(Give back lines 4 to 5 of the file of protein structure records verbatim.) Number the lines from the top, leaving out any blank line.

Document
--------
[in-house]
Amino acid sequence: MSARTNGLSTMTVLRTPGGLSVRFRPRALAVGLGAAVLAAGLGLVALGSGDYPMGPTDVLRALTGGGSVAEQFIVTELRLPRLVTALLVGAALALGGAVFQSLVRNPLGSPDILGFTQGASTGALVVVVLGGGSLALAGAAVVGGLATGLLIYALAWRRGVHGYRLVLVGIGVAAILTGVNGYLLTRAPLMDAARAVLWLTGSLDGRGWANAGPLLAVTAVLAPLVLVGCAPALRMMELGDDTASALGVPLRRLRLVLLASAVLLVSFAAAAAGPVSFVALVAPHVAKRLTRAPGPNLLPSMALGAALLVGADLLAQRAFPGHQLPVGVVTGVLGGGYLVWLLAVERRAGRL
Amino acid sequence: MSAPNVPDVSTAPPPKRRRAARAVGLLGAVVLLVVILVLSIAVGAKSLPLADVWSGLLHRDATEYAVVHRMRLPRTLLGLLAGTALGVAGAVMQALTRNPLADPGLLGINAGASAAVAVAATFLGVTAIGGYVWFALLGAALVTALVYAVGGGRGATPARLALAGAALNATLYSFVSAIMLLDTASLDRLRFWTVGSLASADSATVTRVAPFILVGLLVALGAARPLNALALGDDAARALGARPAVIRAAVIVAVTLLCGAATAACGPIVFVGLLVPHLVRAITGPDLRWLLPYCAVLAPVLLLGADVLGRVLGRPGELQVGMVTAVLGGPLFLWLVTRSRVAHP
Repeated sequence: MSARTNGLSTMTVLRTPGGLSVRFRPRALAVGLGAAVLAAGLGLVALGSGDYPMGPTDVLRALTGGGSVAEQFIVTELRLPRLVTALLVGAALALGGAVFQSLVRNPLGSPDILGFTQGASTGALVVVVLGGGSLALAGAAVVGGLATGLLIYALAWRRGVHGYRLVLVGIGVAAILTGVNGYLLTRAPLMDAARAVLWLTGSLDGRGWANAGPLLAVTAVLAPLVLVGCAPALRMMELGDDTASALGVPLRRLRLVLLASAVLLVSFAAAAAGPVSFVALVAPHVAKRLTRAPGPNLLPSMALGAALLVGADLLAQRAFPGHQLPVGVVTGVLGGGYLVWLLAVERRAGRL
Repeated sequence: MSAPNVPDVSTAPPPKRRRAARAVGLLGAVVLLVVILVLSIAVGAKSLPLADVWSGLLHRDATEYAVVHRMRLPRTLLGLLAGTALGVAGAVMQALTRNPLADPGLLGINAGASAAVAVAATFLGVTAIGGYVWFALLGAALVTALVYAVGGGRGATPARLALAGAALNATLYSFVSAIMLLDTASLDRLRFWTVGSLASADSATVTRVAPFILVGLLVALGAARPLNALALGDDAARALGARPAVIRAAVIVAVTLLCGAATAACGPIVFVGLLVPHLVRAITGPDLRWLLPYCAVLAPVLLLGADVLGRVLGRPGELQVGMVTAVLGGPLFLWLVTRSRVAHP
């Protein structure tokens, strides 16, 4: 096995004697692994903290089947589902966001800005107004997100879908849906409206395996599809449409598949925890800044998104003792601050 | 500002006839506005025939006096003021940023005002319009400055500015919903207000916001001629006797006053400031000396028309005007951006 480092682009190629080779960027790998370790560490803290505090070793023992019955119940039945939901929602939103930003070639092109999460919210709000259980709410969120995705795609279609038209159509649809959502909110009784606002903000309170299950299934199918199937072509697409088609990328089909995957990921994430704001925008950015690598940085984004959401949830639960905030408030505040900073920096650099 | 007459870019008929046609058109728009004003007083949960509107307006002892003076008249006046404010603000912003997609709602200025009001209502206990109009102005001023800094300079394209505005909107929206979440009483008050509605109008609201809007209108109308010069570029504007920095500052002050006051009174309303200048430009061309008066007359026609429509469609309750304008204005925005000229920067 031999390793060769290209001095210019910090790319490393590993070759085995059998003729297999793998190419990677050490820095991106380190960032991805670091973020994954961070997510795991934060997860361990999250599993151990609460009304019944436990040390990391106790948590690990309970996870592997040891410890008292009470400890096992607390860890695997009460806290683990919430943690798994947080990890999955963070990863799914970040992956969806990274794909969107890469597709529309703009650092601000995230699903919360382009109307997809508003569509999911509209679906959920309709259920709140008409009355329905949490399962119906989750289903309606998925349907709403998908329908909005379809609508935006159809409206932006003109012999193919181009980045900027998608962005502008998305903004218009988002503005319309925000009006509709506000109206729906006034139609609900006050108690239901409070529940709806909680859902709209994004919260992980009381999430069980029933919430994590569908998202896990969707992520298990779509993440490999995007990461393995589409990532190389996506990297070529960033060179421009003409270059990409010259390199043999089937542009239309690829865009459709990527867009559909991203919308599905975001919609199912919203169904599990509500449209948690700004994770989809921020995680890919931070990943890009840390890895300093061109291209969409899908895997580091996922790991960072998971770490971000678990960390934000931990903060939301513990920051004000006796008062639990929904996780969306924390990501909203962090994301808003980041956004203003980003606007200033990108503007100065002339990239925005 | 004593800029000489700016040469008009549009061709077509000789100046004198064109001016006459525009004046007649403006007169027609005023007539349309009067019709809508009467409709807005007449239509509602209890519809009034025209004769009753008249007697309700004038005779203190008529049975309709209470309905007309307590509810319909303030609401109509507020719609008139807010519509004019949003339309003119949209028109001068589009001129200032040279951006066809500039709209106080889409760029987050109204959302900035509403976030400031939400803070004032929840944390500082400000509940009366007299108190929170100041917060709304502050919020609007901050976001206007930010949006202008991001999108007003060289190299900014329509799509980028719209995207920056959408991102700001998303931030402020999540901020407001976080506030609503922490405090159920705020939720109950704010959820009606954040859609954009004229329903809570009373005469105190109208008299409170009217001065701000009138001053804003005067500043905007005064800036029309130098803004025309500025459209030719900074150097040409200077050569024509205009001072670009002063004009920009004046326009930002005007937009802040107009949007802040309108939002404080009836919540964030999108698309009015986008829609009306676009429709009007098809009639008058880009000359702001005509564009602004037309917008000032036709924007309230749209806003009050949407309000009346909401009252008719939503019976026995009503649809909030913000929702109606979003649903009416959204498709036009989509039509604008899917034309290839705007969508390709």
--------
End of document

Repeated sequence: MSARTNGLSTMTVLRTPGGLSVRFRPRALAVGLGAAVLAAGLGLVALGSGDYPMGPTDVLRALTGGGSVAEQFIVTELRLPRLVTALLVGAALALGGAVFQSLVRNPLGSPDILGFTQGASTGALVVVVLGGGSLALAGAAVVGGLATGLLIYALAWRRGVHGYRLVLVGIGVAAILTGVNGYLLTRAPLMDAARAVLWLTGSLDGRGWANAGPLLAVTAVLAPLVLVGCAPALRMMELGDDTASALGVPLRRLRLVLLASAVLLVSFAAAAAGPVSFVALVAPHVAKRLTRAPGPNLLPSMALGAALLVGADLLAQRAFPGHQLPVGVVTGVLGGGYLVWLLAVERRAGRL
Repeated sequence: MSAPNVPDVSTAPPPKRRRAARAVGLLGAVVLLVVILVLSIAVGAKSLPLADVWSGLLHRDATEYAVVHRMRLPRTLLGLLAGTALGVAGAVMQALTRNPLADPGLLGINAGASAAVAVAATFLGVTAIGGYVWFALLGAALVTALVYAVGGGRGATPARLALAGAALNATLYSFVSAIMLLDTASLDRLRFWTVGSLASADSATVTRVAPFILVGLLVALGAARPLNALALGDDAARALGARPAVIRAAVIVAVTLLCGAATAACGPIVFVGLLVPHLVRAITGPDLRWLLPYCAVLAPVLLLGADVLGRVLGRPGELQVGMVTAVLGGPLFLWLVTRSRVAHP